The sexualization of young girls has numerous effects on mental health, identity, and sexuality. However, as a a parent, you can positively shape your daughter’s development throughout the critical ages and stages of her life.
There’s a chance you might remember the rumblings in the news about the American Psychological Association and their groundbreaking discovery that the proliferation of sexualized images of girls and young women in advertising, merchandising, and media is harmful to girls’ self-image and healthy development.1
When I heard it on the news, I stared at my TV in total disbelief and mumbled, “Nah! Ya think?”
The study took aim at everything from sexually salacious ads to the tarted-up dolls popular with young girls. Every type of media was fair game, including video games, music, bombardment of sexual images found on television and online.
That was in 2008.
Over a decade later, the sexualization of young girls still occurs through a variety of media and online outlets. However, recent studies and updated research paint a slightly more alarming picture than previously shown.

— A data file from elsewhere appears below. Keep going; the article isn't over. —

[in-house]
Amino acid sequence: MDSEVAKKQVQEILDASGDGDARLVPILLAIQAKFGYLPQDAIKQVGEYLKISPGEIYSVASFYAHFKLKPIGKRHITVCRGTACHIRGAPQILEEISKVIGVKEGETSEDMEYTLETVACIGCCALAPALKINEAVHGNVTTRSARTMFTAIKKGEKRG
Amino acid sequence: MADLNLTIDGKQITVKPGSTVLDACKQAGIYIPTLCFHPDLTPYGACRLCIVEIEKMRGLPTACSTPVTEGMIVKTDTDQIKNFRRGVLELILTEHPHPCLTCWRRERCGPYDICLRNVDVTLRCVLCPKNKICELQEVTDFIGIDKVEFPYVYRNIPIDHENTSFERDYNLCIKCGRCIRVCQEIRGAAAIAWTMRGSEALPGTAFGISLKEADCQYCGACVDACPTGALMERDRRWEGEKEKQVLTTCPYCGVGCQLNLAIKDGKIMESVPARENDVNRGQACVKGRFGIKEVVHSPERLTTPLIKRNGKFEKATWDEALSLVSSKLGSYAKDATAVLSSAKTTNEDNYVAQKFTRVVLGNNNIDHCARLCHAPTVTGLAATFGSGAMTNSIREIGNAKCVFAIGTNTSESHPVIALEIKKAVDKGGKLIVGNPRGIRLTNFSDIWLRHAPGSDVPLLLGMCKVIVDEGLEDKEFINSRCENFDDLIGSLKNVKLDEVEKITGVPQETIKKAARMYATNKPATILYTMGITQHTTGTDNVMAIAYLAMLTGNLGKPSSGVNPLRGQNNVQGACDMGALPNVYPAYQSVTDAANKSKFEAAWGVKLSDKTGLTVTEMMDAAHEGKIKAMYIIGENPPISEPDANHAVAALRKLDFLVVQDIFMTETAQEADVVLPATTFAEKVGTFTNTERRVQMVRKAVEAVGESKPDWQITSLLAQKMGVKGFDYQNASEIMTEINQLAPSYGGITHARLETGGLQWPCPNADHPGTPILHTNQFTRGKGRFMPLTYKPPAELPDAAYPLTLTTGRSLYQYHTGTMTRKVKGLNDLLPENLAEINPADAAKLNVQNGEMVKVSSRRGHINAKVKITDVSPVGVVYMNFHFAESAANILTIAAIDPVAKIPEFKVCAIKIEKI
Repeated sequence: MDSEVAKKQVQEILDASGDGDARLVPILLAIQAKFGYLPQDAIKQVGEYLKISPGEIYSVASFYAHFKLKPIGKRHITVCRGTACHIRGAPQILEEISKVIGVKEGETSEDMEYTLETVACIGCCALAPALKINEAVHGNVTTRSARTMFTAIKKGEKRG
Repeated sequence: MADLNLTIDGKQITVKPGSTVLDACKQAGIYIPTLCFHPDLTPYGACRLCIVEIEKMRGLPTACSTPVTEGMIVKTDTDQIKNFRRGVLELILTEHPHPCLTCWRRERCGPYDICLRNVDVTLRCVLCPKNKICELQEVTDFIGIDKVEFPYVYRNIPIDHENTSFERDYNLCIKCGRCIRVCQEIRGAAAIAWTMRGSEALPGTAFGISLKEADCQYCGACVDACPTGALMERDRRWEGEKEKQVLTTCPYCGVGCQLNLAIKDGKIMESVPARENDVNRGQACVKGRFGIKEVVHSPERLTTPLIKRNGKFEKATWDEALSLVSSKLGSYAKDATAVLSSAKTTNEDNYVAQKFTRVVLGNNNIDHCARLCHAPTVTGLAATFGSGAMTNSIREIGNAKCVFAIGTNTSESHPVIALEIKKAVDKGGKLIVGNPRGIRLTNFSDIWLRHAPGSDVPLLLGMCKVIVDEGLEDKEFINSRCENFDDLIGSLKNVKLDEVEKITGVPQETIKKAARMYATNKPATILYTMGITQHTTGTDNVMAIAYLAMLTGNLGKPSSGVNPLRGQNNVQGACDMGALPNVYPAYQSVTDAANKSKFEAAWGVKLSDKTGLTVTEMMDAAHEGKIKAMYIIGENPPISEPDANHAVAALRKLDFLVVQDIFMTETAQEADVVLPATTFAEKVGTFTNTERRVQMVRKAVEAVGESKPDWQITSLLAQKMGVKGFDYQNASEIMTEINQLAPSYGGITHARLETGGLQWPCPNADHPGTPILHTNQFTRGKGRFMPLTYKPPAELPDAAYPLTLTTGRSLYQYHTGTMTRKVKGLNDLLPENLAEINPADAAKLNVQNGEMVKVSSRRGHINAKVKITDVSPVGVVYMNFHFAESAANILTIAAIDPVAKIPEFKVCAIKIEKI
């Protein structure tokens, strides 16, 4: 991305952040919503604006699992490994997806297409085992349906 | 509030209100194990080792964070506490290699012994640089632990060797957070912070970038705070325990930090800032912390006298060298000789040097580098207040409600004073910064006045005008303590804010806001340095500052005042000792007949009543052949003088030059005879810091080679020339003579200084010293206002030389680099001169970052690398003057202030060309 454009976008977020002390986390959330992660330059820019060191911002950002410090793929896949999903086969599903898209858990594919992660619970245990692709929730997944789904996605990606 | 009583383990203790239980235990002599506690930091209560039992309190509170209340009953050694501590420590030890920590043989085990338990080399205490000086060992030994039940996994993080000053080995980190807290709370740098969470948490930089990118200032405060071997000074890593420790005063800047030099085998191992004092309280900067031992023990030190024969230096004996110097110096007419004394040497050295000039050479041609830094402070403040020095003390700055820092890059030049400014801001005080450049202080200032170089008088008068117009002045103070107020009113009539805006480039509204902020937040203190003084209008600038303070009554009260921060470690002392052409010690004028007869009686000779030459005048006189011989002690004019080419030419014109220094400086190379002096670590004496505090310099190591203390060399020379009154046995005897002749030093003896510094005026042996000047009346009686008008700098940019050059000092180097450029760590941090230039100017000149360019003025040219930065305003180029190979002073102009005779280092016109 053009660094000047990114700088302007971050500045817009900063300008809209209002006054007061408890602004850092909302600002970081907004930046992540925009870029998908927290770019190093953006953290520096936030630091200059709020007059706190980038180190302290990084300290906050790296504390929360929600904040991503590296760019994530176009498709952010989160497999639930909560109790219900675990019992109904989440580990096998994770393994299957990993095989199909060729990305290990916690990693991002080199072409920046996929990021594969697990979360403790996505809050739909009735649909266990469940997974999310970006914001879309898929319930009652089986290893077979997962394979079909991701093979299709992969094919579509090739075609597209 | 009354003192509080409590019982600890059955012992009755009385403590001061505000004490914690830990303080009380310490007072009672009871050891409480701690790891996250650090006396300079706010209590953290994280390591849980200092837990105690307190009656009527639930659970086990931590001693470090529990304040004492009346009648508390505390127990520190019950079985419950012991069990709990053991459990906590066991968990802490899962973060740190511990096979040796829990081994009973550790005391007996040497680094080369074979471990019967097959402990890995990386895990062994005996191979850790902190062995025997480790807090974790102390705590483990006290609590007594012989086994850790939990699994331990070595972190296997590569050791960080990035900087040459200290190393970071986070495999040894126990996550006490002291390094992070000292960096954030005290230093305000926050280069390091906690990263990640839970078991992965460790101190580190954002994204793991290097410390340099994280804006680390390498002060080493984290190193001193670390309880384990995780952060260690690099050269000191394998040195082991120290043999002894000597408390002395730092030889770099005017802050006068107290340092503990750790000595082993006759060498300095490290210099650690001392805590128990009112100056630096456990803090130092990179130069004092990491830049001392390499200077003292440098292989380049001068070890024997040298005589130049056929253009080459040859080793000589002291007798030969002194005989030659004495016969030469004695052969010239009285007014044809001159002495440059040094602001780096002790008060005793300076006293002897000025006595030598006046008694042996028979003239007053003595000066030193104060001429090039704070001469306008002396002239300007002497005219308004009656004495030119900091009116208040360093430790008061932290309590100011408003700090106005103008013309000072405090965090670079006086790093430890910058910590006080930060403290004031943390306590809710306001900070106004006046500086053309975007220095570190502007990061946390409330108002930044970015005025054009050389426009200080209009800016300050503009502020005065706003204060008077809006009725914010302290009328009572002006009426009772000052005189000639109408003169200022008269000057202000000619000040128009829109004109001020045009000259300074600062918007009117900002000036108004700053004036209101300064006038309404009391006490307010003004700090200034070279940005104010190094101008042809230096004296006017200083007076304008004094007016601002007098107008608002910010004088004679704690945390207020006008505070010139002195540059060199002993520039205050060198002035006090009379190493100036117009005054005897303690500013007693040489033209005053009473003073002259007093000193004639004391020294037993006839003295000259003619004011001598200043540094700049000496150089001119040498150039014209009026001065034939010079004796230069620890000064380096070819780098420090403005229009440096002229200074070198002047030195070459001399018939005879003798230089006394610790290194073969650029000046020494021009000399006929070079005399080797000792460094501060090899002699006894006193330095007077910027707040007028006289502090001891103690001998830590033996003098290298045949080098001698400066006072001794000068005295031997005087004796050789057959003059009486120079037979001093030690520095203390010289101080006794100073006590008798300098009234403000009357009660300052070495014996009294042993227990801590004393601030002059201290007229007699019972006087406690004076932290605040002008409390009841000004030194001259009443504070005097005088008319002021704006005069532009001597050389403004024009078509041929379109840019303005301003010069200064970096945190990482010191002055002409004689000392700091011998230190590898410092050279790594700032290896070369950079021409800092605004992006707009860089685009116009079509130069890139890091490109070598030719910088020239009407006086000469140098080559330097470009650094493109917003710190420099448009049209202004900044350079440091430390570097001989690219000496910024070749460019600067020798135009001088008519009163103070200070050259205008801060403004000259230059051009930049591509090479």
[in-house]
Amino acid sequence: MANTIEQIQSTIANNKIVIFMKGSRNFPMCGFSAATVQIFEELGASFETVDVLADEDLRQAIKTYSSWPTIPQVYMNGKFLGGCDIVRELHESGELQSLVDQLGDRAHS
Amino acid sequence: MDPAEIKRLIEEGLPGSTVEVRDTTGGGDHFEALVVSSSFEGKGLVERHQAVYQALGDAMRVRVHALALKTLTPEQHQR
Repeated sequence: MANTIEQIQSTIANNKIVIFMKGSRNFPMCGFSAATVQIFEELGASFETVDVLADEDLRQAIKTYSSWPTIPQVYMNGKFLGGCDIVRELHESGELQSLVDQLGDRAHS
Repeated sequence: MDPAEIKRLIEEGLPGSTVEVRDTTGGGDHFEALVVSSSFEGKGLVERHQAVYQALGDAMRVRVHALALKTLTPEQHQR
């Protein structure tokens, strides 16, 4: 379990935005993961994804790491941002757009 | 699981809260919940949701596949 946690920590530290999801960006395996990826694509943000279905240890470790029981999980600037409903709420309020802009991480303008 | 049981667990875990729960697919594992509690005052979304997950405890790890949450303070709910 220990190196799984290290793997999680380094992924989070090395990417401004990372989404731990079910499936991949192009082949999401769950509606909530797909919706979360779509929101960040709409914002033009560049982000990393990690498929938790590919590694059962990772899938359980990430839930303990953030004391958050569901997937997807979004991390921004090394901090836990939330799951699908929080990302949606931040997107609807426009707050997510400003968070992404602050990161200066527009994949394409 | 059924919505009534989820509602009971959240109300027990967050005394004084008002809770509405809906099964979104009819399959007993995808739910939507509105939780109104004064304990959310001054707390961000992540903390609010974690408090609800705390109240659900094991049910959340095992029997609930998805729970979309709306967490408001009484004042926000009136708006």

Sexualization of Young Girls
Sexualization was defined by the task force as occurring when a person’s value comes only from her/his sexual appeal or behavior, to the exclusion of other characteristics, and when a person is sexually objectified, i.e., made into a thing for another’s sexual use.
While the overall finding of these studies may not come as a surprise, it should serve as a wake-up call for parents who have somehow rationalized that it’s a battle not worth fighting. Take a look at some of the fallout these studies continue to confirm.
Cognitive and Emotional Consequences
Sexualization and objectification undermine a person’s confidence in and comfort with her own body. This can lead to emotional and self-image problems such as shame and anxiety. Also, the cognitive consequences go beyond what you might able to see. Not every negative effect reveals itself in a physical change.
Mental and Physical Health
Research links sexualization with three of the most common mental health problems diagnosed in girls and women. Often, this can include — eating disorders, low self-esteem, and depression or depressed mood. Also, it’s worth noting that most of this research focuses on girls within important developmental ages and stages.
Research suggests that the sexualization of girls has negative consequences on girls’ ability to develop a healthy sexual self-image.2 This directly ties to a girl’s personal view of her identity and how she relates to friends, family, and strangers. Furthermore, it’s important to note the relationship between a healthy biblical sexual identity and a young girl’s mental health. At critical ages and stages like these, sexual development on a girl’s identity is a monumental topic for your daughter.